Figure 5. Computational cost (number of float operations per iteration) and performance of different network topologies. The proposed modular structure saves the cost significantly (blue and green).

The reason for the increased efficiency in the modular networks can be understood as follows. Suppose there are L modules with N neurons in each module. If the simulation is performed in the whole network, the matrix multiplexing cost is O((L*N)k) in time with k > 2. In contrast, in the case of the modular structure, we can simulate each module separately and reduce the cost for the entire network to O(L*Nk) using the divide-and-conquer algorithm (Algorithm 2). Moreover, simulations for different modules can be performed in parallel according to the topological order. With greater number of modules, the improvement in the efficiency becomes more significant. For instance, on a personal computer with i7-core CPU and 8 GB memory, a 10-fold acceleration was achieved.

Noise Analysis

One of the advantages of the RC paradigm is the robustness against noise. As described previously by Maass et al. (2002b), LSMs possess a separation property, which results in the reservoir robustness to input noise. However, for noise inside the system, which arises, e.g., by disabling some synapses, the robustness may substantially vary depending on the topology of the reservoir (Hazan and Manevitz, 2010). Especially for a random reservoir where the change of an arbitrary synapse uniformly influences every neuron in the network, disabling of some synapses causes significant deterioration. For a densely connected network, the situation worsens further.

As shown in the previous work (Hazan and Manevitz, 2012), reservoir networks with hub nodes have higher robustness, as compared to random or SW networks, because the node degrees of a large fraction of nodes are low and hence hardly influence global dynamics. Here, we show that the proposed modular structure also has such a property by comparing it with the SW and metric (Maass et al., 2002b) networks. We compare the results under different levels of system noise, which was induced by disabling 0–20% of synapses. In Figure 6, we show the difference between the proposed structure and the SW reservoir of comparable sizes (Table 1). Both cases of input noise and system noise are displayed on left and right.


Figure 6. Classification accuracy for different levels of (A) input noise and (B) network noise (0/5/10/20% dead synapses). The solid lines denote the proposed modular structure and the dashed lines trivial SW reservoir. Both can resist input noise well as the reservoir computing paradigm suggests. However, the proposed structure shows better robustness to network noise than the trivial SW reservoir.

Figure 6A shows the learning curves for the SW (dashed) and modular (solid) reservoirs with the designated amount of white noise imposed on the input image. The strength of white noise is presented as a signal-to-noise ratio. The classification performance of both networks was robust against input noise, even under 20% of white noise, as the RC paradigm suggests. As shown in Figure 6B, a damage on 20% of synapses in the proposed modular structure decreased the classification accuracy by 18%, whereas for the SW structure, the accuracy decreased by 35%. Even in the case of 0.1% dead synapses, the SW and metric networks deteriorated substantially by 9 and 6%, respectively, whereas the deterioration was only 3% for the modular structure.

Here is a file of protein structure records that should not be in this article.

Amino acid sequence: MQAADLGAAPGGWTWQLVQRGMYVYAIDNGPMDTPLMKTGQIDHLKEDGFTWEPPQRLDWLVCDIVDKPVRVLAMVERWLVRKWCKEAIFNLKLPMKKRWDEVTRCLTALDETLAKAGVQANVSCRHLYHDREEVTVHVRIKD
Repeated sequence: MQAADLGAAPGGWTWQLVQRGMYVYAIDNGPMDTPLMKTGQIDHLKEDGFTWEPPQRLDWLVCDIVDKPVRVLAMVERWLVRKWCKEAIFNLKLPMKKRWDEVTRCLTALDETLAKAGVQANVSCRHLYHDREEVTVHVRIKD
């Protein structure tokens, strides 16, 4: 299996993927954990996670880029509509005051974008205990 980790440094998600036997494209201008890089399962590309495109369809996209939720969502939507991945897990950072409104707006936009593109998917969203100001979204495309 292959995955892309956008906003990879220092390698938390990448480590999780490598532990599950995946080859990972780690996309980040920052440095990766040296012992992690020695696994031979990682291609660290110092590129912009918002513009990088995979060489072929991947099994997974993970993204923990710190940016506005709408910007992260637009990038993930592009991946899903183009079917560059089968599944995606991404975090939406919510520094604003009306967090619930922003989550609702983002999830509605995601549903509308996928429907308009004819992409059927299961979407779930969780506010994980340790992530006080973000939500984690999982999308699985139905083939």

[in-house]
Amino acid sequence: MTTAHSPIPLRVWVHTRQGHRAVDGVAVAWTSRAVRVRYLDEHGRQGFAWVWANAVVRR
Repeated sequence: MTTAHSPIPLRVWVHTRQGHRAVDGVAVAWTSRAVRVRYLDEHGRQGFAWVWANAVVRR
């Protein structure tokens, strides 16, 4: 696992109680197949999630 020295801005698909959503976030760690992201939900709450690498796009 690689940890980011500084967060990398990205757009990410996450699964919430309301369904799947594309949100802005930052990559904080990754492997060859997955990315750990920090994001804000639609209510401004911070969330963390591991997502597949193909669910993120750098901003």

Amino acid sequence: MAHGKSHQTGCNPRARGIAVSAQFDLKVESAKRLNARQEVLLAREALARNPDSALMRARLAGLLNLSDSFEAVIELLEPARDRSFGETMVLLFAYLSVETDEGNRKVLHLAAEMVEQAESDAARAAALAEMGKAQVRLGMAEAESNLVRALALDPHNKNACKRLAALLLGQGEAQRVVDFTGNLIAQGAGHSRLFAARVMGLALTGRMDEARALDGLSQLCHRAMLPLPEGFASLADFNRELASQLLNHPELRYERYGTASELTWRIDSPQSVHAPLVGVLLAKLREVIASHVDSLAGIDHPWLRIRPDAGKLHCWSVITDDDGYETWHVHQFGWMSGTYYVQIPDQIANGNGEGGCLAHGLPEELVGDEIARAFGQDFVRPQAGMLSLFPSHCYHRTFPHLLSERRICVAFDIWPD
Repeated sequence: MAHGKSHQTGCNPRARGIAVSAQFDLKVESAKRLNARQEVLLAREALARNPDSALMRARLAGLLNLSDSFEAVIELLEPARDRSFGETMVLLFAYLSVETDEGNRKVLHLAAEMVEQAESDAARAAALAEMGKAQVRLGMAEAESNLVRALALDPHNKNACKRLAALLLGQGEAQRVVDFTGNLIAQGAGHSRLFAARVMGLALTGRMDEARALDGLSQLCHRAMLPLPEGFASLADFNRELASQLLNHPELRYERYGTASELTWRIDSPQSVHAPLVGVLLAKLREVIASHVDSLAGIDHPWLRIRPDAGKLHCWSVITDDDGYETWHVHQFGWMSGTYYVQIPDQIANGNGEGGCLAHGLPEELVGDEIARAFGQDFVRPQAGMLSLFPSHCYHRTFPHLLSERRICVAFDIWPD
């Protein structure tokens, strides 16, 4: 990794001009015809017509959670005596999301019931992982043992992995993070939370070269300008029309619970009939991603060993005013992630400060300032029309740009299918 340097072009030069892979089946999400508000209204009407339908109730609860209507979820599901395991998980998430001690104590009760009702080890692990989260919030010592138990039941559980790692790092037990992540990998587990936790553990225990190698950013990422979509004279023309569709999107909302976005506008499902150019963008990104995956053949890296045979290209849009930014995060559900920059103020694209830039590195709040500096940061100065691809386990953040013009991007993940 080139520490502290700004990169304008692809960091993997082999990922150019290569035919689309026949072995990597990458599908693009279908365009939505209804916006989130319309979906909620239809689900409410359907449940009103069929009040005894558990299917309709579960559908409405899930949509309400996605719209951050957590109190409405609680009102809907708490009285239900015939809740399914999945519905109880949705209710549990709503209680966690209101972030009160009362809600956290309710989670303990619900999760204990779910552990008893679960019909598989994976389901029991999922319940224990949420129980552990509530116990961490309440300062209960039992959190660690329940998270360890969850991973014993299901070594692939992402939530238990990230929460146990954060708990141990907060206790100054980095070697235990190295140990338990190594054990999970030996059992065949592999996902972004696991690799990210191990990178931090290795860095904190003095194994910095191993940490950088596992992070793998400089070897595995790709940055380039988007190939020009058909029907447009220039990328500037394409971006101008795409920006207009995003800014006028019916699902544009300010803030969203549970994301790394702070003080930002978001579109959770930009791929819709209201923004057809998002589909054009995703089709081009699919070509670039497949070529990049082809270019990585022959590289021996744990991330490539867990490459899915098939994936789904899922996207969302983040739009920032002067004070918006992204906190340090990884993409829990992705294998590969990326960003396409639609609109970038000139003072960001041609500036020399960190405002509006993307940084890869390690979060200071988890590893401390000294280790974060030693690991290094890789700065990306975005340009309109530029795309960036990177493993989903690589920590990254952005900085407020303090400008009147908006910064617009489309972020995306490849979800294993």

From the experimental results, we illustrate that owing to its decentralized property, the proposed modular structure can resist the damage to the network better than the simple one-module network topology, such as the SW connection. Our results indicate that for neuronal networks in the brain, which are known to be modular (van den Heuvel et al., 2016), the modular topology endows the network with high robustness to damage.


The RC has achieved superior results for various datasets including TI-46 (audio) (Verstraeten et al., 2005), DogCentric (video activity recognition) (Soures and Kudithipudi, 2019), etc. Compared to traditional RNNs, RC saves the resource for backpropagation. However, because of the difficulties in parallelization, the simulation of spiking networks is still time-consuming depending on the precision of models. Therefore, hardware-based parallelization speedup could be a promising direction for LSMs.

From the experiments, we showed that the proposed modular reservoir network significantly improves the performance and robustness compared to non-modular structures, because the changes in modules do not have global influence. Moreover, the modular method substantially reduces the computational cost, as shown in Figure 5, which enables further expansion of the network size. The results also showed that the classification accuracy in modular networks was higher as compared to metric and SW networks. Although the in-depth understanding of the core parameters that led to this improvement in the modular topology requires further systematic experiments investigating the parameter space for each network configurations, we speculate that separate modules functioning as independent classifiers reduced the variation, or overfitting, similar to the mechanics in a random forest.

The use of the Hough transform in the connection of input synapses is very efficient for image pattern recognition, as shown in Figure 3A. Although it is uncertain whether the Hough transform-based connection is the optimum setting for synapses, our results showed that it improves the performance, as compared to the random connection. Further optimization could be performed using STDP or pruning.